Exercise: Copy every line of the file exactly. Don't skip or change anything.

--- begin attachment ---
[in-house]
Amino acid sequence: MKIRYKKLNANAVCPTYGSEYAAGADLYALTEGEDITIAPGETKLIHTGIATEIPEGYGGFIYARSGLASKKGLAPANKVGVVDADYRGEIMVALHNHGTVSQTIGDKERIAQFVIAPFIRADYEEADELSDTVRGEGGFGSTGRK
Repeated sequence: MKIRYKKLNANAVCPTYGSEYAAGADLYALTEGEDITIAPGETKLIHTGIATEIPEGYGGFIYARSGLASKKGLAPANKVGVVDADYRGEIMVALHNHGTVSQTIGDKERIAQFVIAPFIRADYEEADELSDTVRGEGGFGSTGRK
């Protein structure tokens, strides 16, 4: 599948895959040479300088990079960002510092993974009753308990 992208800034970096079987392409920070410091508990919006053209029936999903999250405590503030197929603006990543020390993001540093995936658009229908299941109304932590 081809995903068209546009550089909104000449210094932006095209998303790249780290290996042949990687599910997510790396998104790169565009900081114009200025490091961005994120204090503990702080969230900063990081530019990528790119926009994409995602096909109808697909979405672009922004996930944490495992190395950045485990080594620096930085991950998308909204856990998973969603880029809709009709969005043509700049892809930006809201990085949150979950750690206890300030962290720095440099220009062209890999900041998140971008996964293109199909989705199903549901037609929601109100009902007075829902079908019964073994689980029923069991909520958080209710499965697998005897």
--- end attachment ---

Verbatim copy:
[in-house]
Amino acid sequence: MKIRYKKLNANAVCPTYGSEYAAGADLYALTEGEDITIAPGETKLIHTGIATEIPEGYGGFIYARSGLASKKGLAPANKVGVVDADYRGEIMVALHNHGTVSQTIGDKERIAQFVIAPFIRADYEEADELSDTVRGEGGFGSTGRK
Repeated sequence: MKIRYKKLNANAVCPTYGSEYAAGADLYALTEGEDITIAPGETKLIHTGIATEIPEGYGGFIYARSGLASKKGLAPANKVGVVDADYRGEIMVALHNHGTVSQTIGDKERIAQFVIAPFIRADYEEADELSDTVRGEGGFGSTGRK
């Protein structure tokens, strides 16, 4: 599948895959040479300088990079960002510092993974009753308990 992208800034970096079987392409920070410091508990919006053209029936999903999250405590503030197929603006990543020390993001540093995936658009229908299941109304932590 081809995903068209546009550089909104000449210094932006095209998303790249780290290996042949990687599910997510790396998104790169565009900081114009200025490091961005994120204090503990702080969230900063990081530019990528790119926009994409995602096909109808697909979405672009922004996930944490495992190395950045485990080594620096930085991950998308909204856990998973969603880029809709009709969005043509700049892809930006809201990085949150979950750690206890300030962290720095440099220009062209890999900041998140971008996964293109199909989705199903549901037609929601109100009902007075829902079908019964073994689980029923069991909520958080209710499965697998005897």